By Schwan Humes
Saturday night at UFC 208, Ronaldo “Jacare” Souza had yet another impressive win in the Octagon, finishing Tim “The Barbarian” Boetsch in one round by kimura submission. After this decisive win, Jacare stated that he wants Michael Bisping; he wants his shot at the title. As a fan of mixed martial arts, I acknowledge and respect the physical talent and the technical skills of Jacare, but talent and skill alone do not determine rankings, nor do they determine title challengers. In this new world in MMA, two things more often than not determine both things. The first is strength of brand (i.e. popularity) and potential to draw attention (butts in seats, ratings, and PPV buys). The second is quality of overall opposition and quality of wins. These two considerations are the things I will discuss in determining whether there is a case to be made for Jacare to be named a title challenger.
Jacare came into the world of mixed martial arts as one of the foremost Brazilian Jiu Jitsu competitors in the world. Countless accolades followed him, building an interest in fans, camps, and organizations. Souza was known as one of the best technical grapplers in the world, as well as an elite athlete; his foray into mixed martial arts was something that drew a lot of attention, and rightfully so. Upon his entry into the ultimate combat sport, Jacare did not fail to deliver, as he navigated the notoriously dangerous waters of this sport, managing to compete for one world title (DREAM) and win and defend another (Strikeforce). Along the way, Jacare competed against and more often than not won against a who’s who of the middleweight division: Jason “Mayhem” Miller, Zelg Galesic, Gegard Mousasi, Matt Lindland, Joey Villasenor, Tim Kennedy, Robbie Lawler, Luke Rockhold, and Derek Brunson were some of the fighters he competed against before even he stepped one foot into the Octagon. These are names that any educated fan of the sport would recognize and acknowledge as legitimate, if not at some point elite, middleweight fighters; Jacare’s resume established him as a top-tier fighter and someone who deserved to be given an opportunity to compete in the “Super Bowl of mixed martial arts.”
During his run in the Octagon, Jacare’s list of opposition reads as such: Yushin Okami, Chris Camozzi (twice), Francis Carmont, Yoel Romero, Vitor Belfort, and Tim Boetsch -- not a bad list when you think about it, as all these fighters have had, for the most part, established careers in the UFC. Upon further examination, however, the record begins to get a little shaky. The win over Okami was over three years ago, Belfort has only gone 1-3 in his last four, Camozzi has a winning record in the UFC but has consistently been exposed against better than average opposition, Carmont was similarly exposed against better opposition, and Boetsch is an established fighter in the UFC who has had a career full of peaks and valleys. The two most relevant opponents he has faced are Mousasi over two years ago and Romero, who won a disputed decision. So in regards quality of wins, the case for Jacare becomes difficult to make when compared to a fighter like Yoel Romero (who not only has a win over Souza, but also has wins over Brunson, Lyoto Machida, and Kennedy) or former titleholders Chris Weidman or Rockhold.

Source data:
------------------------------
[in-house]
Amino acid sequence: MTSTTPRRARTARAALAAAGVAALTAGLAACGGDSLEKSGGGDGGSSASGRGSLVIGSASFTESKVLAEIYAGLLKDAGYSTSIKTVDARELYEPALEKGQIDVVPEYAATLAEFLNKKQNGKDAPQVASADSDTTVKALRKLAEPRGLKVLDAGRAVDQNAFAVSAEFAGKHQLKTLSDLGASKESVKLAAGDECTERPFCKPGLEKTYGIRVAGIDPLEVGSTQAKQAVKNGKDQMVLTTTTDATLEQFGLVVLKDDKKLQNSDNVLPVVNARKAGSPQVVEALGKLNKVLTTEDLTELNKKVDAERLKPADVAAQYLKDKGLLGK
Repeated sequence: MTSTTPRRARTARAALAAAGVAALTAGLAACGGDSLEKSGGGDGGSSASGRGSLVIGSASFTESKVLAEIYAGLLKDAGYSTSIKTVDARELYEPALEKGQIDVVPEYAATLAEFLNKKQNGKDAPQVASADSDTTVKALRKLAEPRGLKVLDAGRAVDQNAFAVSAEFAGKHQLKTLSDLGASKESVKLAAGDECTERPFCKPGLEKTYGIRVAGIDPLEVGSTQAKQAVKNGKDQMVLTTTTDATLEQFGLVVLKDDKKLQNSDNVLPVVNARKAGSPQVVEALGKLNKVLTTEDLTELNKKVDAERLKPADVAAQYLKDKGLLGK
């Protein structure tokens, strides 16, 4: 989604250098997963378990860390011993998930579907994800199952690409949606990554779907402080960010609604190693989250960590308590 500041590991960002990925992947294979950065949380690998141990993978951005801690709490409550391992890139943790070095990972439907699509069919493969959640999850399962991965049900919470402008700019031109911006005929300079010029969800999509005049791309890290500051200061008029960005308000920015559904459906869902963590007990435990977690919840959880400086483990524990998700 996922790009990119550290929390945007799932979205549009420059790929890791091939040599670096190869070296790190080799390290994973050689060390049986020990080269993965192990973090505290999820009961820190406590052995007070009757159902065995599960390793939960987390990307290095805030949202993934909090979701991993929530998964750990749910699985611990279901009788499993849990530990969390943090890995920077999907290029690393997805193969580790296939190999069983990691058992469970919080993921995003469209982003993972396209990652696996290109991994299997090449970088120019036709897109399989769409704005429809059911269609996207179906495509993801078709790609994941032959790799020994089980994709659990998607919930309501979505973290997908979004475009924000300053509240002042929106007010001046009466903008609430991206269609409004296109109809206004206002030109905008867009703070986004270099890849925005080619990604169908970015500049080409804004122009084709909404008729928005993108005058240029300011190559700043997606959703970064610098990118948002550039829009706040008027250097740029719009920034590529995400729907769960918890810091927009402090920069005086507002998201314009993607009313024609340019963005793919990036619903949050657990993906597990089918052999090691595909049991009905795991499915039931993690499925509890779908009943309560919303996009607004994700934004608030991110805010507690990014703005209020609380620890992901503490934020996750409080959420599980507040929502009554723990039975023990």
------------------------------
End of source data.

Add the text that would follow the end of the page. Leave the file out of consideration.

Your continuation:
Ultimate Fighting Championship says the opposite.
On top of the issue regarding the quality of his wins and the level of opposition; we now have to factor one other thing: Popularity. In the age of “moneyweight” divisions and money fights, the climb any fighter takes towards the title is inherently more treacherous, as legitimate and dominant wins are no longer enough. Not enough to guarantee a title shot, not enough to guarantee top-ranked opposition, main card spots, and title shots. You need to have a fan support -- a strong, vocal, and financially viable contingent of fans who will support your fights, bang your drum, and most importantly, use their dollars to put you in position to move up the ladder as swiftly as possible.
Talent, skills, experience, and physical ability; all these things say that Ronaldo “Jacare” Souza should be a title challenger, as few other fighters can legitimately compete with him in any of those areas. Unfortunately for Jacare, that isn’t enough. What he has done before far outpaces what he has done recently, and what he has done recently isn’t enough to overshadow his contemporaries, nor is it enough to overshadow Souza’s own previous accomplishments in other organizations. That in and of itself is manageable, as it just requires Souza to continue to win; which given his pedigree and talent isn’t hard to see happening.
But the lack of cachet, that is something that will make it difficult, if not impossible, for Jacare to force Bisping or the UFC’s hand, and get the title fight that he believes he deserves. Is there a case to be made for “Jacare” Souza to challenge for a title? Yes. Is it a strong case? No. Whether you consider his level of opposition or his level of stardom, Jacare unfortunately falls short in both instances. And until one of these things changes, he will have to continue to win, and continue to do so impressively, if he hopes to become the title challenger he so forcefully proclaims he should be.